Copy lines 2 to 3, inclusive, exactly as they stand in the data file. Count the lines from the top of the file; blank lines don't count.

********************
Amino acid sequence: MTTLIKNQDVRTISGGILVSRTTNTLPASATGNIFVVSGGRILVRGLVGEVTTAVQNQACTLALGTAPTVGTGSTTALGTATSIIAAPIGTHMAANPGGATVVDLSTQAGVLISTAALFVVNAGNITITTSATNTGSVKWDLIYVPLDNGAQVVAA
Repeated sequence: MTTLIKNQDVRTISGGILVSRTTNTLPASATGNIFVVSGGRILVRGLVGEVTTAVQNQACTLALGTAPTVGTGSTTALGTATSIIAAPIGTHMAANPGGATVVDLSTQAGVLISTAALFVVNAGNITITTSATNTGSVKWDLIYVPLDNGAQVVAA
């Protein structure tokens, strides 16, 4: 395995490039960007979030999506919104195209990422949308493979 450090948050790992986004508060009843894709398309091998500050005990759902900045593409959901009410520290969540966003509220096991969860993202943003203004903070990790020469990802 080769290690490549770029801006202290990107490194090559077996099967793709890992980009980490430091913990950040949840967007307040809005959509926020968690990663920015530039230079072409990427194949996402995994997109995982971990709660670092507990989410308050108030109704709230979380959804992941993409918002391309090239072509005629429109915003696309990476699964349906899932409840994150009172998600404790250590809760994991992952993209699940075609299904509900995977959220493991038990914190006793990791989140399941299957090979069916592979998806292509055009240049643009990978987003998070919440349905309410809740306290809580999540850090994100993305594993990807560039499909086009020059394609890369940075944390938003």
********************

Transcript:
Repeated sequence: MTTLIKNQDVRTISGGILVSRTTNTLPASATGNIFVVSGGRILVRGLVGEVTTAVQNQACTLALGTAPTVGTGSTTALGTATSIIAAPIGTHMAANPGGATVVDLSTQAGVLISTAALFVVNAGNITITTSATNTGSVKWDLIYVPLDNGAQVVAA
């Protein structure tokens, strides 16, 4: 395995490039960007979030999506919104195209990422949308493979 450090948050790992986004508060009843894709398309091998500050005990759902900045593409959901009410520290969540966003509220096991969860993202943003203004903070990790020469990802 080769290690490549770029801006202290990107490194090559077996099967793709890992980009980490430091913990950040949840967007307040809005959509926020968690990663920015530039230079072409990427194949996402995994997109995982971990709660670092507990989410308050108030109704709230979380959804992941993409918002391309090239072509005629429109915003696309990476699964349906899932409840994150009172998600404790250590809760994991992952993209699940075609299904509900995977959220493991038990914190006793990791989140399941299957090979069916592979998806292509055009240049643009990978987003998070919440349905309410809740306290809580999540850090994100993305594993990807560039499909086009020059394609890369940075944390938003």